Beyond the Beltway
By Michael Green
Whether or not Nevada is blue, the state’s Republicans certainly feel that way. While nationally Democrats took over the House and lost ground in the Senate, they conquered Nevada.
You know the basics: Jacky Rosen defeated Dean Heller, Steve Sisolak beat Adam Laxalt, Democrats won every other statewide office except secretary of state (more on that in a moment), and the party has a supermajority in the Assembly and has a strong majority in the Senate. What does it mean? A few early suggestions:
–When the Culinary is engaged, it really matters. Comparing midterms to midterms and presidential elections to presidential elections is best. In 2014, the Culinary was less engaged, unhappy with a lack of movement on key issues. That helped Republicans sweep. In 2018, it was a different story–as it was in 2016, when the state’s most powerful union strained every nerve on behalf of Democratic candidates.
–Washoe County is changing. Yes, it’s more Republican than Clark County, but …. Mark Amodei has a safe House seat, and was reelected with 58.23 percent–but he won Washoe by only 4,000 votes, and that’s a warning to Republicans. The area is becoming more Hispanic, and technological.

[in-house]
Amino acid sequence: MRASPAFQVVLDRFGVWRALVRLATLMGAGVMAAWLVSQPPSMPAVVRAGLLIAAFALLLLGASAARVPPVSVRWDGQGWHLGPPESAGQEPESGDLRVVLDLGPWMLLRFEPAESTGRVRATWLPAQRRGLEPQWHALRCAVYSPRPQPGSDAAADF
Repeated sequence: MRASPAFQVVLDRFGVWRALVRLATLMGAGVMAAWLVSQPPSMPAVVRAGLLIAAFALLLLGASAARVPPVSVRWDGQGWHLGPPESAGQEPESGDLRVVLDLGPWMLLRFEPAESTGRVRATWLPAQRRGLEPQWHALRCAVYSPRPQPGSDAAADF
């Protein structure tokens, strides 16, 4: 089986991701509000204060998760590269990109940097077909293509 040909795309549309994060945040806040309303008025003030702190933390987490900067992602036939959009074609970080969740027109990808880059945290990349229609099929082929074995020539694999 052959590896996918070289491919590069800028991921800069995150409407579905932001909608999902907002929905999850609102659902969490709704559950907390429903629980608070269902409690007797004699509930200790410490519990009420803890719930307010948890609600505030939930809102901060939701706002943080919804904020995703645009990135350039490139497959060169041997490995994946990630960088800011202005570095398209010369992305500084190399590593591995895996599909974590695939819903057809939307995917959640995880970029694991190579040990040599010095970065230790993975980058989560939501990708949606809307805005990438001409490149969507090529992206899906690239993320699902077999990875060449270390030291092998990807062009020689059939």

–Dina Titus figures to chair a House subcommittee, and that’s unusual for Nevadans. But she’s moving up, and it will be interesting to see where that leads.
–Nevada has two Democratic senators for the first time since Richard Bryan retired in 2000, and two women senators for the first time, uh, ever.
–And it was a night for women candidates, in addition to Rosen. Four of Nevada’s six-member congressional delegation are women. The Nevada Supreme Court now has a female majority. With 18 Democrats and four Republicans, women are a majority of the state legislature.
That doesn’t mean Nevada has completely changed. The rural counties are still redder than a bleeding beet. Clark County still predominates and Washoe can swing an election. And it doesn’t get much more Nevada than this: a dead brothel owner was elected to the legislature.